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13 Reviews

Shadows of the Damned

To hell and back

A shallow story, one-dimensional characters and hilariously rubbish dialogue. On paper, Shadows Of The Damned should be laughed out of the disc tray.

But instead, somehow, these iffy elements combine to create something occasionally inspired. It's like a nonsensical, explosive Van Damme vehicle spliced with The Evil Dead, all set off with an extra sprinkling of deliberate Tarantino naffness. Or in short, a genuine guilty pleasure.

You play as heavily tattooed Mexican demon hunter Garcia Hotspur. His first line of dialogue, as he stands over his fallen human prey: "The bullet train is here, Hellmonkey."


And that, essentially, is Shadows in a sentence.

At first you don't realise that the trashy nature of Shadows of the Damned is actually one of its biggest qualities. You roll your eyes and dismiss the fact that Garcia's gun is called 'The Boner' as puerile.

And then there's the opening set-up, which would be somewhat offensive in its simplicity if meant to be taken seriously: Garcia gets home after a hard day's demon slaying to find his girlfriend Paula hanged in his bedroom. Before he can even begin to think about crying, the poor man's apartment is invaded by a handful of demons (one of which crawls out of Paula's back-end) ready and willing to be the whipping boys of a game tutorial.

Upon returning to his bedroom, Garcia find Paula alive (phew!) but between the legs of a nine foot, six-eyed demon (damn!) called Fleming. And it's time for the rampant innuendo to begin.


Fleming creepily - and, worryingly, without hands - drags the bent over Paula into an abyss inside his coat. Hotspur fires a shot. "Your bullets have no bite," the beast laughs. "No... penetration. You need more thrust." Slow clap.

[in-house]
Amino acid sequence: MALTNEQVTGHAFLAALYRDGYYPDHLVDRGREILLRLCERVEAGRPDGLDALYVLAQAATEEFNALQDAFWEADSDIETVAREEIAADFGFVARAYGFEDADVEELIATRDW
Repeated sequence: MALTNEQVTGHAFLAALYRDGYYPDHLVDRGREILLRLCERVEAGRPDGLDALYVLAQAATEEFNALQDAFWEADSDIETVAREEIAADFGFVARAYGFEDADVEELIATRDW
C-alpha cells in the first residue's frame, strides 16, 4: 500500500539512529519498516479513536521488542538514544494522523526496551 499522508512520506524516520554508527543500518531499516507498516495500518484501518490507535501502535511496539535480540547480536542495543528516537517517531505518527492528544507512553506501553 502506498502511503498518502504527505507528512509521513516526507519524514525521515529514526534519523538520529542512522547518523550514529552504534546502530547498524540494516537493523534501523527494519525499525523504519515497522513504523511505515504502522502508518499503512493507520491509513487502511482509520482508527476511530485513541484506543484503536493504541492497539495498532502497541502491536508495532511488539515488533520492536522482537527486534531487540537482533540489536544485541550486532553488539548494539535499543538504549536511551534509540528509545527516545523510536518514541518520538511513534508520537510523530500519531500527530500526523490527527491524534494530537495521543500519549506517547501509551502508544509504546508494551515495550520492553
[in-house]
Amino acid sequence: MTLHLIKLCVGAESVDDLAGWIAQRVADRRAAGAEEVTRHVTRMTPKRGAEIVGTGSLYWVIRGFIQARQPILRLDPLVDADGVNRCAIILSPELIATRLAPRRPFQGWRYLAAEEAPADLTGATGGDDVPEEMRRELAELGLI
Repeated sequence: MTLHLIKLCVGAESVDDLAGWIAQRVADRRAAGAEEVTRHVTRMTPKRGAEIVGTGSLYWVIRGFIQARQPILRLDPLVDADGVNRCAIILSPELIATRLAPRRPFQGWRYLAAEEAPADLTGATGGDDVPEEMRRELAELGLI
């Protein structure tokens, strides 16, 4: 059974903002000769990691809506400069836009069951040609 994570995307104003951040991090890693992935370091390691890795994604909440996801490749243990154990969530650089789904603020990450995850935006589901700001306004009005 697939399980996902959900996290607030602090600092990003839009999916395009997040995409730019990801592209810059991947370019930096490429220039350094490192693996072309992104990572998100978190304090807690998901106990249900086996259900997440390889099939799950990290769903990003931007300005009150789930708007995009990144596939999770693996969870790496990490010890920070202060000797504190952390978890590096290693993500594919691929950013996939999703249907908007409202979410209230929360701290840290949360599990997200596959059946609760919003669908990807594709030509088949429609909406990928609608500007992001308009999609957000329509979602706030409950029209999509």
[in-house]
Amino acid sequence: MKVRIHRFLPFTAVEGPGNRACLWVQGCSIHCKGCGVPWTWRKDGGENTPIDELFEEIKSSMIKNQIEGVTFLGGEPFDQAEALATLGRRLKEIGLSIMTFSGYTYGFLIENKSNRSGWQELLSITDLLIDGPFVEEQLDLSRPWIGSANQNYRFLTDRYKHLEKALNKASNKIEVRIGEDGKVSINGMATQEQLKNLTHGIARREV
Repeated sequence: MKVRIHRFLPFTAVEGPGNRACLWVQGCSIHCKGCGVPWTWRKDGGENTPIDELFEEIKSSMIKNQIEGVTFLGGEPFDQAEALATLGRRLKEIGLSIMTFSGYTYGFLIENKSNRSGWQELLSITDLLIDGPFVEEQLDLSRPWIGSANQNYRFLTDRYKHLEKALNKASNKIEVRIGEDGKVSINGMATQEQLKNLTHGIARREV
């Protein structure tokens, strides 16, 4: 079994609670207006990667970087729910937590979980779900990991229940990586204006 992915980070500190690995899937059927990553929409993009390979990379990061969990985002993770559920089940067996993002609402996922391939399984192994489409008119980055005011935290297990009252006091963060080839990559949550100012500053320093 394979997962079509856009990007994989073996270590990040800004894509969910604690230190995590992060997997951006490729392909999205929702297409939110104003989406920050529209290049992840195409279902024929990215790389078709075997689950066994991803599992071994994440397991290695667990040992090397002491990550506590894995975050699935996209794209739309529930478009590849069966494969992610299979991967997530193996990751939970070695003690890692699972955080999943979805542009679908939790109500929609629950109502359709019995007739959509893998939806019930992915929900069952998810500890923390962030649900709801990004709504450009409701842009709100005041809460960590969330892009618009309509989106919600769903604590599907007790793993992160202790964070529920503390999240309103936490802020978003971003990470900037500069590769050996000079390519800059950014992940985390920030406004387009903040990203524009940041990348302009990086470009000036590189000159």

Fleming then gives Garcia a choice. He can have Paula back "good as new", if our anti-hero admits that he challenged a greater power and lost.

Now we admit we've no point of reference here, but if all we had to do to rescue our other half from the clutches of a rapey demon was make a humble gesture, we're pretty sure we'd swallow our pride. We could always give Fleming the Vs when he turns to leave.

"I will admit you're a f***ing arsehole" is Hotspur's actual response - which must very much be considered a diplomatic blunder.

This is what we mean. No reason, no depth, no explanations... nothing to get in the way of all the grisly action.

It turns out that the crappy dialogue is actually half the fun. Once you've adjusted your expectations and realise that Suda 51 probably laughed all the way through pre-production as he jotted down one crazy idea after the next, one stupid line after another, you can laugh along quite easily.


Following Garcia's sweary spurning of Fleming, the demon leaps into Hell. The Mexican jumps after him, and is suddenly joined by old friend Johnson - a slightly randy, well-spoken demon skull on a stick that can morph into one of Garcia's three guns (shotgun, machine gun and The Boner). There's no backstory or introduction for Johnson, you understand. He just appears and the quest begins.

The underworld that Garcia battles through to save his missus is features a similarly whimsical, disgusting scattering of crazy, random notions. Locks on gates are replaced with ugly baby faces that need to be fed with brains, eyes or strawberries before they open. Supplies can be bought from a giant friendly demon at intervals who swallows diamonds (and half your arm) before spewing up the goods. Our legal team inform us that we are not permitted to suggest that hallucinogenic drugs had anything to do with this.

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